“Clearly,” I said. “Lead the way.”

At the store, we started to wander the aisles when we came up with the game: we would have three dollars and ten minutes to buy presents for the other person. We made a big show out of synchronizing our watches before heading off in opposite directions. I walked up and down the aisles scanning the shelves, feeling a rush of pleasure when I found something I thought would make him smile. We checked out in separate lines, making exaggerated displays of shielding our items.

Back at his apartment, with great solemnity he handed me the first of my treasures: a grass skirt and lei clearly intended for someone much smaller than me. I promptly put them on and handed him a toy bow and arrow set. He ripped it open and started chasing me around the apartment, shooting little rubber arrows at me as I leapt from bed to couch. When he finally got me, I collapsed onto the floor laughing and he joined me, reaching out his hand to weave our fingers together. It was in that moment that I thought, “Here is my person. Here is someone I can laugh through life with.”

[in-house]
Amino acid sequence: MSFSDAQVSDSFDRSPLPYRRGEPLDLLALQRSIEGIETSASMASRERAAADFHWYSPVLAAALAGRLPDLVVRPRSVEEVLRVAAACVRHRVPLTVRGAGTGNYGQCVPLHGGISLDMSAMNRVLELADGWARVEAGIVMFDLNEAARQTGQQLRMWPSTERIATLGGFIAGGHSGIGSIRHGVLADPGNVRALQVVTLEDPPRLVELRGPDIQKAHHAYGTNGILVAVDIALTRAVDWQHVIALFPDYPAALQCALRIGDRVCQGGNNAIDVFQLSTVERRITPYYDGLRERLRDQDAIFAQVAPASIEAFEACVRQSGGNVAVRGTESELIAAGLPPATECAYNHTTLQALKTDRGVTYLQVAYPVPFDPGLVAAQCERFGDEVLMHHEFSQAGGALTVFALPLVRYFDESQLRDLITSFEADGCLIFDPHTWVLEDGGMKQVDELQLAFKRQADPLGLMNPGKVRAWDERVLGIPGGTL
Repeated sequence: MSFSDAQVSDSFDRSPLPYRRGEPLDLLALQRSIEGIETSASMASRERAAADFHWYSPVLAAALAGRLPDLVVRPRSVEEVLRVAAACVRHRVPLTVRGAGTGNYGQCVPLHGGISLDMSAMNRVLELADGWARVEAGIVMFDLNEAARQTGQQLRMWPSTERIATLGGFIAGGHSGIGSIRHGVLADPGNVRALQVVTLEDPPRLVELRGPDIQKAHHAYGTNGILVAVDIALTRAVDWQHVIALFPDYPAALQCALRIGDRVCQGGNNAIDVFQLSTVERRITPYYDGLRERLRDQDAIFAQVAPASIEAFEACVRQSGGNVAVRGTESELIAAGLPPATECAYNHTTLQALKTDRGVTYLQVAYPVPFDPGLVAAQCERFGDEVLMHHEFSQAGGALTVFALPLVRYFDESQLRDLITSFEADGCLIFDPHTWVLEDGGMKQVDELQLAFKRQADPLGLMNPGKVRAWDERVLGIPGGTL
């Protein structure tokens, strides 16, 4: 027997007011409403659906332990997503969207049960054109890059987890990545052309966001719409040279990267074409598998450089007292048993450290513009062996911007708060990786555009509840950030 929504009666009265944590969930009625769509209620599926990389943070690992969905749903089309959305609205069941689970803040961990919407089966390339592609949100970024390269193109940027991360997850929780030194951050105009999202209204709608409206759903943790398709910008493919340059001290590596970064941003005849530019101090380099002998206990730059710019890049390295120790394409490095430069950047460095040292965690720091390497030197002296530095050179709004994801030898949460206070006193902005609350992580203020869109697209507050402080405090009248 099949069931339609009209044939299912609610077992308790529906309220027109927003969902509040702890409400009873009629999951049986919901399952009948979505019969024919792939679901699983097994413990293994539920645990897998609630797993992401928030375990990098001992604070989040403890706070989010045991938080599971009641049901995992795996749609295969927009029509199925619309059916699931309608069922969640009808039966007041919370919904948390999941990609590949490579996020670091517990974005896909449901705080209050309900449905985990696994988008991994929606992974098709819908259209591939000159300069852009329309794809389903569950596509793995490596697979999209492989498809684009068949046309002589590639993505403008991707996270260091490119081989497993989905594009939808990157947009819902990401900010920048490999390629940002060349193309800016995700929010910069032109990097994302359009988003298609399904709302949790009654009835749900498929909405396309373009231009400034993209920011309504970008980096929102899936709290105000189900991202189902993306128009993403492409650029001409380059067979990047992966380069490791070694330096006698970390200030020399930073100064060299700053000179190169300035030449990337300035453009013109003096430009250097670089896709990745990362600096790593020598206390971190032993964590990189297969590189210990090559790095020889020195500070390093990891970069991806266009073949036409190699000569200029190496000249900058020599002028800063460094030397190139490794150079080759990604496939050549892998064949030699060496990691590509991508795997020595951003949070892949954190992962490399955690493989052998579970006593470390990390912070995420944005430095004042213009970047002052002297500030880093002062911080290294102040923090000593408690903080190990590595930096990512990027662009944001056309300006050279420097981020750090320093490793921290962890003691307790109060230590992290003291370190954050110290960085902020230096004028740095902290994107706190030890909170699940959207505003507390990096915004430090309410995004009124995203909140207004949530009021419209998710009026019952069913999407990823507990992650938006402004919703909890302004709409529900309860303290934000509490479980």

Fast forward eight years: marriage, two kids, unemployment on both ends, and it turns out that no one laughs through life. Sometimes it felt like we had the most beautiful family in the world and sometimes, like now, it felt like we were reluctant partners in a struggling start-up, clinging to the hope of future returns.

I had hoped the Friendly’s would be an instant injection of fun but by the time the food came my five-year-old, Owen, was sucking water into his straw and spraying it across the table with noise effects approximating an asthmatic whale while Nora screamed that her quesadilla was “dis-gus-ting!” Despite not touching their lunch, we let them devour the sugar and dye-ridden ice-cream concoctions (basically FDA-approved cocaine for kids) making it critical to run them around before loading them back into the car. But there was no open space in sight.

Then, I remembered the Dollar Store.

Maybe I had it all wrong. We weren’t in too much of a slump for the Dollar Store. Maybe the Dollar Store was exactly what we needed. We could still save this.

I leaned into Mitch and whispered, “Let’s go have a romantic adventure at the Dollar Store.” I felt flirty and magnanimous but he just stared down at his phone without saying a word.

“I want to go on a romantic adventure,” my son said, through a mouthful of whipped cream. “What’s a romantic adventure anyway?”